Bursts: The Hidden Patterns Behind Everything We Do, from Your E-mail to Bloody Crusades

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Penguin, Apr 29, 2010 - Science - 320 pages
A revolutionary new theory showing how we can predict human behavior-from a radical genius and bestselling author

Can we scientifically predict our future? Scientists and pseudo scientists have been pursuing this mystery for hundreds and perhaps thousands of years. But now, astonishing new research is revealing patterns in human behavior previously thought to be purely random. Precise, orderly, predictable patterns...

Albert Laszlo Barabasi, already the world's preeminent researcher on the science of networks, describes his work on this profound mystery in Bursts, a stunningly original investigation into human nature. His approach relies on the digital reality of our world, from mobile phones to the Internet and email, because it has turned society into a huge research laboratory. All those electronic trails of time stamped texts, voicemails, and internet searches add up to a previously unavailable massive data set of statistics that track our movements, our decisions, our lives. Analysis of these trails is offering deep insights into the rhythm of how we do everything. His finding? We work and fight and play in short flourishes of activity followed by next to nothing. The pattern isn't random, it's "bursty." Randomness does not rule our lives in the way scientists have assumed up until now.

Illustrating this revolutionary science, Barabasi artfully weaves together the story of a 16th century burst of human activity-a bloody medieval crusade launched in his homeland, Transylvania-with the modern tale of a contemporary artist hunted by the FBI through our post 9/11 surveillance society. These narratives illustrate how predicting human behavior has long been the obsession, sometimes the duty, of those in power. Barabási's astonishingly wide range of examples from seemingly unrelated areas include how dollar bills move around the U.S., the pattern everyone follows in writing email, the spread of epidemics, and even the flight patterns of albatross. In all these phenomena a virtually identical, mathematically described bursty pattern emerges.

Bursts reveals what this amazing new research is showing us about where individual spontaneity ends and predictability in human behavior begins. The way you think about your own potential to do something truly extraordinary will never be the same.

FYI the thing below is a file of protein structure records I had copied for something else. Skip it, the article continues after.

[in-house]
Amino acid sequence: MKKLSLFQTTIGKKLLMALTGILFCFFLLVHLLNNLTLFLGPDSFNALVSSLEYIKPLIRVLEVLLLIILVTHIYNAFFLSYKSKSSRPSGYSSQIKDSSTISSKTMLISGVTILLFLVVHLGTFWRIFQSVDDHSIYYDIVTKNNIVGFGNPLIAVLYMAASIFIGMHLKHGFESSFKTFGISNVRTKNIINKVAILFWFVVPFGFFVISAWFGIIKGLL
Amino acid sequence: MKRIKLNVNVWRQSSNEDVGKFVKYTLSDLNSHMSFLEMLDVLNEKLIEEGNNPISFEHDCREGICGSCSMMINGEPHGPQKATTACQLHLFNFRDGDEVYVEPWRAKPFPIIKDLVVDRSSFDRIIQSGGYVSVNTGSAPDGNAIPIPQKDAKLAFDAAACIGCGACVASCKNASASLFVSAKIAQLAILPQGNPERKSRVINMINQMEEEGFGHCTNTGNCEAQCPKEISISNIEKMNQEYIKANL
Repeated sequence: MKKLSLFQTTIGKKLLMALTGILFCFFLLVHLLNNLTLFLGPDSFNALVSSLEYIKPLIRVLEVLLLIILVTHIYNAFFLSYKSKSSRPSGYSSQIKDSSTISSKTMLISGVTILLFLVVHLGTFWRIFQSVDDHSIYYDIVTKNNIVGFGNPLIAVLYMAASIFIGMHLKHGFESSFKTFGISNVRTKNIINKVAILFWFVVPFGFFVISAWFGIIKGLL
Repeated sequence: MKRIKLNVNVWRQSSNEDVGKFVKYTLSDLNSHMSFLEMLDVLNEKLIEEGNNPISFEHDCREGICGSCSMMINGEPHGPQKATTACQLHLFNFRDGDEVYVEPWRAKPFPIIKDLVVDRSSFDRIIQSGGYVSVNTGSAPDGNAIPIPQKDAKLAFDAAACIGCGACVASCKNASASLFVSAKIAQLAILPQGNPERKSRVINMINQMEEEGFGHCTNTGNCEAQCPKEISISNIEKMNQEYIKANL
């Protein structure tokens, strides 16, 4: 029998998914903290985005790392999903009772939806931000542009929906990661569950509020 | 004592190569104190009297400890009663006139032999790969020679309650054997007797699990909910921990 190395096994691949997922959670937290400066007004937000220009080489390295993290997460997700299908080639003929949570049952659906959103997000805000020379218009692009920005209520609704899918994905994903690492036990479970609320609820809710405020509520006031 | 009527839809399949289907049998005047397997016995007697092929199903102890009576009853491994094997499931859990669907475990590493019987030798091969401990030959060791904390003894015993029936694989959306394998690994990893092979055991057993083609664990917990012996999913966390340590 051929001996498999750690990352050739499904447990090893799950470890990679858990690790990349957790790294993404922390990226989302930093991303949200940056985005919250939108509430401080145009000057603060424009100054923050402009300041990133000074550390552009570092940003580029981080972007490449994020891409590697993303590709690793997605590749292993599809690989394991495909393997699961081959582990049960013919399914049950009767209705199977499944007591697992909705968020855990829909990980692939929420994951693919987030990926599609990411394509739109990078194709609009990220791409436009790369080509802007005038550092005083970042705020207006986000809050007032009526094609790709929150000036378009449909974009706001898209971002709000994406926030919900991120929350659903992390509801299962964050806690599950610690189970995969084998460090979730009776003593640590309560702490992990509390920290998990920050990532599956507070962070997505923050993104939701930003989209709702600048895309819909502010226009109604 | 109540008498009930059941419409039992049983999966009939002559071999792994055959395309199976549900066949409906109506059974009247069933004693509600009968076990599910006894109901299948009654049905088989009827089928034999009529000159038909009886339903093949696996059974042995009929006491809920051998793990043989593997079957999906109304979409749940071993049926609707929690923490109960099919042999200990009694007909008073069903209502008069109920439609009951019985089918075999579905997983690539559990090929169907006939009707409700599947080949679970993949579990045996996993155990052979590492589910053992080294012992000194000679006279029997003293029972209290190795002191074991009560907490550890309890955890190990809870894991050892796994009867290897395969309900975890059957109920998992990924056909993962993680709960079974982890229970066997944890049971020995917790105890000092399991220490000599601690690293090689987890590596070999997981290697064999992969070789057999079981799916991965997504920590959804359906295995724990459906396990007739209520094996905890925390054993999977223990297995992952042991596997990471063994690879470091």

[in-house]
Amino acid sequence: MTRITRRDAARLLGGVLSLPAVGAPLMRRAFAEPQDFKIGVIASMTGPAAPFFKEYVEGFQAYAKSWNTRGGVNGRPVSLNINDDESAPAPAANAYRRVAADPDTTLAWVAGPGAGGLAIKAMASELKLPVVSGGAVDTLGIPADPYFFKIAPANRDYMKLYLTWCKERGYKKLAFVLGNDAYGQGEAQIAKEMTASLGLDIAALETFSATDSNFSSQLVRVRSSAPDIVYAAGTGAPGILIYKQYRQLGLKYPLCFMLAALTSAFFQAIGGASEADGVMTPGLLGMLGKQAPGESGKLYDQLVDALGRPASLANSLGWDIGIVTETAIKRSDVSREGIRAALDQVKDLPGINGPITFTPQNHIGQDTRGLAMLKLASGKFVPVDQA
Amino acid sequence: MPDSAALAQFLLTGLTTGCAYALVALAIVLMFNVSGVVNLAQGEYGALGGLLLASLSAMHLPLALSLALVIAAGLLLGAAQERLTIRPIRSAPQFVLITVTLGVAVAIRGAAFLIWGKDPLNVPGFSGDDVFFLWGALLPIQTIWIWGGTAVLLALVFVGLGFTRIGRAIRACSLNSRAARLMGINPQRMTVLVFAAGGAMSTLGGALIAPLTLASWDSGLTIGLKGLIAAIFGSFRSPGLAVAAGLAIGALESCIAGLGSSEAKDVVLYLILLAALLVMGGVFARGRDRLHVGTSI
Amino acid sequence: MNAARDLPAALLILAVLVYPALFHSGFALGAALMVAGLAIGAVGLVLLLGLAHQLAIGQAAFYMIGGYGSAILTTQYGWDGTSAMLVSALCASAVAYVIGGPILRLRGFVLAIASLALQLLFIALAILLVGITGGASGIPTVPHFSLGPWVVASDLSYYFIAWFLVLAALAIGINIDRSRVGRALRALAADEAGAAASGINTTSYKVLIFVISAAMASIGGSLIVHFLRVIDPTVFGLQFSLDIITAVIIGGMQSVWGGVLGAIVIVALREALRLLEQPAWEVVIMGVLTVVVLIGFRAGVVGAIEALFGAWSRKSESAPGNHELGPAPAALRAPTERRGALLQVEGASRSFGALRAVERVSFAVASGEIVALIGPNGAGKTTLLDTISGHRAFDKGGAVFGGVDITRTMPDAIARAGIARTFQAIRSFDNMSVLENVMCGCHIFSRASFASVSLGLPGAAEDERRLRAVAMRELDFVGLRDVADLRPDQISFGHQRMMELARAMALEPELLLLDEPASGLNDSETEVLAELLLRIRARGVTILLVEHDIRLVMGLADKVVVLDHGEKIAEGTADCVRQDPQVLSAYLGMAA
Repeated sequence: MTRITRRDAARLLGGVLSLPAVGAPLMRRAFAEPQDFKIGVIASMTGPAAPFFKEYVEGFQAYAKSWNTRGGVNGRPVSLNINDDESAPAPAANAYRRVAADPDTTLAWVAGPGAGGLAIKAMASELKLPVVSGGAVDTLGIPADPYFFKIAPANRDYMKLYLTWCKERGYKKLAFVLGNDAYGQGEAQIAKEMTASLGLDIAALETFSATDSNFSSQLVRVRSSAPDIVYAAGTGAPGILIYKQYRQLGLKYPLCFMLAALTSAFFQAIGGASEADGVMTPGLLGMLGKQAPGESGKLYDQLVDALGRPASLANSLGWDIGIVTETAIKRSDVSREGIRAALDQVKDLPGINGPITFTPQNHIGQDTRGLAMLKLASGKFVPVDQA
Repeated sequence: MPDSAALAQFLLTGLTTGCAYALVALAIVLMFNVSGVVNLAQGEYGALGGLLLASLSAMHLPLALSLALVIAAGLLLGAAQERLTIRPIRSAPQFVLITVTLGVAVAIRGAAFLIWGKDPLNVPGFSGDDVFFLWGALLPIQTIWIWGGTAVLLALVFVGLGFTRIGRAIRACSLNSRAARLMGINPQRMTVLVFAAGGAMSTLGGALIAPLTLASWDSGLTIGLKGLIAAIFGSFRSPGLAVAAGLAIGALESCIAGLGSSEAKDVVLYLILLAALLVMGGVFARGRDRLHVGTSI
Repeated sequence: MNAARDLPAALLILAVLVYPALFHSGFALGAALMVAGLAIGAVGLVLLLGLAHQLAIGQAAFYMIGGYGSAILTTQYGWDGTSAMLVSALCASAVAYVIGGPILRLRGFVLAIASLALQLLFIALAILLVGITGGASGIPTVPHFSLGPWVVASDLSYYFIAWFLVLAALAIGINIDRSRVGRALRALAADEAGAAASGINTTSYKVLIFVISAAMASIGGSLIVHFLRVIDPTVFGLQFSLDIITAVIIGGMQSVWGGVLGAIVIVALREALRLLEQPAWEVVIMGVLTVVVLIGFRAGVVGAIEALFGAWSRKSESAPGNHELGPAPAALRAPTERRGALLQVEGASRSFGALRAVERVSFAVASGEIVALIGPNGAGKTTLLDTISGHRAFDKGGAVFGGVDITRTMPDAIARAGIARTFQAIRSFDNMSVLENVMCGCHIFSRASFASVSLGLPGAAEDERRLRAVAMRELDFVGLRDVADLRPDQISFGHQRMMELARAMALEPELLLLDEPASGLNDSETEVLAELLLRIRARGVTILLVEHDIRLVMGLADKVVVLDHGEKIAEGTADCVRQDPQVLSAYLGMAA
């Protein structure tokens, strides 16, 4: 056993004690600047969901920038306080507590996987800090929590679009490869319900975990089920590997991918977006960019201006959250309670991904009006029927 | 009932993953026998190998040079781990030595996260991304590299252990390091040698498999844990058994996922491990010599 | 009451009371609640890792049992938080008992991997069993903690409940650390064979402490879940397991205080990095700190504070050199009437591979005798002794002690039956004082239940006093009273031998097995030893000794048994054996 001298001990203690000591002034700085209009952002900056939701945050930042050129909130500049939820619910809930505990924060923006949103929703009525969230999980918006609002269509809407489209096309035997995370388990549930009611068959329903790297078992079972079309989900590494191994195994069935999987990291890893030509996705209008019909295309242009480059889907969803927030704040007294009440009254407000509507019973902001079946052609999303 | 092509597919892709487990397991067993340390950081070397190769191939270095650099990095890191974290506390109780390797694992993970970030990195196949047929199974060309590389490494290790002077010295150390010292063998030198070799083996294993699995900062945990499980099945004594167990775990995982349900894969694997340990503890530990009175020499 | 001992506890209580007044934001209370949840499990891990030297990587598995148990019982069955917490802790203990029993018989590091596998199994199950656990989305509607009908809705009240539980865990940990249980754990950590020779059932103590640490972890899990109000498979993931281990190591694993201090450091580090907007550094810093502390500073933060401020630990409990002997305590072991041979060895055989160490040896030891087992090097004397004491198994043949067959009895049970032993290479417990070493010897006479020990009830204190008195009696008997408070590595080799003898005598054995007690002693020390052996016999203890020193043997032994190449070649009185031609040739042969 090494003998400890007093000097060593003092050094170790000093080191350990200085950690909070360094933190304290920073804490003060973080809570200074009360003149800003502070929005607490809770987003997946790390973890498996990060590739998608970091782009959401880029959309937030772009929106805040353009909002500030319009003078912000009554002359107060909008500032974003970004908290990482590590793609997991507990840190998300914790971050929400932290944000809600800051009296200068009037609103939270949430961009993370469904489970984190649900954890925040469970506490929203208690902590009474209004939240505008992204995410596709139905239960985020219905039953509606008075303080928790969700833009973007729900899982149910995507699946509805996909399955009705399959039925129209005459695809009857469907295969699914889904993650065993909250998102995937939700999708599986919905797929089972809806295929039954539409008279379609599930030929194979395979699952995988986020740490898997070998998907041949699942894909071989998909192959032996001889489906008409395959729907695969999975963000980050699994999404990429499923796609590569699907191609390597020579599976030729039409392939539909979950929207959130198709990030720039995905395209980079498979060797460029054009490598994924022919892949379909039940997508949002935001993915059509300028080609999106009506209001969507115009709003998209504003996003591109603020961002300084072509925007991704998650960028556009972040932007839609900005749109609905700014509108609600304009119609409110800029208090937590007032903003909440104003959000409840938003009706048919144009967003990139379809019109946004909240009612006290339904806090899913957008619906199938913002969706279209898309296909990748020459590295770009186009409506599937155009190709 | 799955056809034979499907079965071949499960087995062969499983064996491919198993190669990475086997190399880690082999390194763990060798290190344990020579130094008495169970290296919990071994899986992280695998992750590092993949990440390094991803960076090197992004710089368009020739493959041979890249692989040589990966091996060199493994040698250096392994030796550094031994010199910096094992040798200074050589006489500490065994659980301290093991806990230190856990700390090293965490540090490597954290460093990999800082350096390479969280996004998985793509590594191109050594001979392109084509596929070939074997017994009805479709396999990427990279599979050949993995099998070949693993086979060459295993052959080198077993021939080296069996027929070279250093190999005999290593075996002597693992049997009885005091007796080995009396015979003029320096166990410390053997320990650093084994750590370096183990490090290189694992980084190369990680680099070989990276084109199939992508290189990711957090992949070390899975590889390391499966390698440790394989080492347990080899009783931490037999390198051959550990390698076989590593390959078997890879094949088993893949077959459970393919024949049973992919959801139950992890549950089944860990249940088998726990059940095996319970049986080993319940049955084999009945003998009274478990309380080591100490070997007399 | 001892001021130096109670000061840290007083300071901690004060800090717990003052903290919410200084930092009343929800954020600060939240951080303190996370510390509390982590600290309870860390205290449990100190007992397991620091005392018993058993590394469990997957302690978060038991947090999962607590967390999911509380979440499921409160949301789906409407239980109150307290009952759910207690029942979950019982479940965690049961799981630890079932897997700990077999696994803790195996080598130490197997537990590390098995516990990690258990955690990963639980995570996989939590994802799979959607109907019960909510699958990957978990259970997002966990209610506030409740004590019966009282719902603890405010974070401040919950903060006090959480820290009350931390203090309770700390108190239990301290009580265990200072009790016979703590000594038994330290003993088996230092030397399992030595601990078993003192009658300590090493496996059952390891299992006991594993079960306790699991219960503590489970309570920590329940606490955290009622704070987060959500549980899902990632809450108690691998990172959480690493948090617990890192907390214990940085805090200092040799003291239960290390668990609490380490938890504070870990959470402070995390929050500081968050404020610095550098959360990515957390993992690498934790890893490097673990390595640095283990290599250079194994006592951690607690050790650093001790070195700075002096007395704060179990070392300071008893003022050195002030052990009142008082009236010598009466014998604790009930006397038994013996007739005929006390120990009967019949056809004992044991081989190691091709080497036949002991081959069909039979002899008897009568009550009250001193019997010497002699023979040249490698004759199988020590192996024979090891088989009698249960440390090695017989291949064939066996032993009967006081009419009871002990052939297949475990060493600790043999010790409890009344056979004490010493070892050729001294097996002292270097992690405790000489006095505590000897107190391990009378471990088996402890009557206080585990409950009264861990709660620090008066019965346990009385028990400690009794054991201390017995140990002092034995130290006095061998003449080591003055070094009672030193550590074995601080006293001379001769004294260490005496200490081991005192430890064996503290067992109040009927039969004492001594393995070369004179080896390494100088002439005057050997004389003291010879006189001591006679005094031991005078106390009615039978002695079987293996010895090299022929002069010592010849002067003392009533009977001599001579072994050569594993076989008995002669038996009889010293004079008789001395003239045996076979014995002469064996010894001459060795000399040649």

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LibraryThing Review

User Review  - Paul_S - LibraryThing

The tagline oversells it. There's nothing groundbreaking or controversial and certainly nothing revolutionary. The random bits of Hungarian history add no value and are of no interest to me and I suspect anyone else who isn't Hungarian. Read full review

LibraryThing Review

User Review  - vpfluke - LibraryThing

I rather liked this book. The author shows that the randomness of the normal distribution (bell curve) is unsatisfactory in coming to grips with a lot of human behavior and history. Barabási shows how ... Read full review


The Best Bodyguard in the Business Chapter 2 A Pope Is Elected in Rome
The Mystery of Random Motion Chapter 4 Duel in Belgrade
The Future Is Not Yet Searchable
Bloody Prophecy Chapter 7 Prediction or Prophecy
A Crusade at Last
Violence Random and Otherwise
An Unforeseen Massacre
Deadly Quarrels and the Power Laws Chapter 12 The Nagylak Battle Chapter 13 The Origin of Bursts
Trailing the Albatross
The Patterns of Human Mobility
Predictably Unpredictable Chapter 22 A Diversion in Transylvania
The Truth about LifeLinear
Szekler Against Szekler Chapter 25 Feeling Sick Is Not a Priority
The Final Battles Chapter 27 The Third Ear Chapter 28 Flesh and Blood

Accidents Dont Happen to Crucifixes
The Man Who Taught Himself to Swim by Reading
An Investigation
Notes Illustrations

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About the author (2010)

Albert-László Barabási is a pioneer of real-world network theory and author of the bestseller, Linked: How Everything is Connected to Everything Else and What It Means for Business, Science, and Everyday Life. At 32, he was the youngest professor to be named the Emil T. Hofmann Professor of Physics at the University of Notre Dame and has won numerous awards for his work, including the FEBS Anniversary Prize for Systems Biology and the John von Neumann Medal for outstanding achievements. He currently lives in Boston and is Distinguished Professor and Director of the Center for Network Science at Northeastern University.

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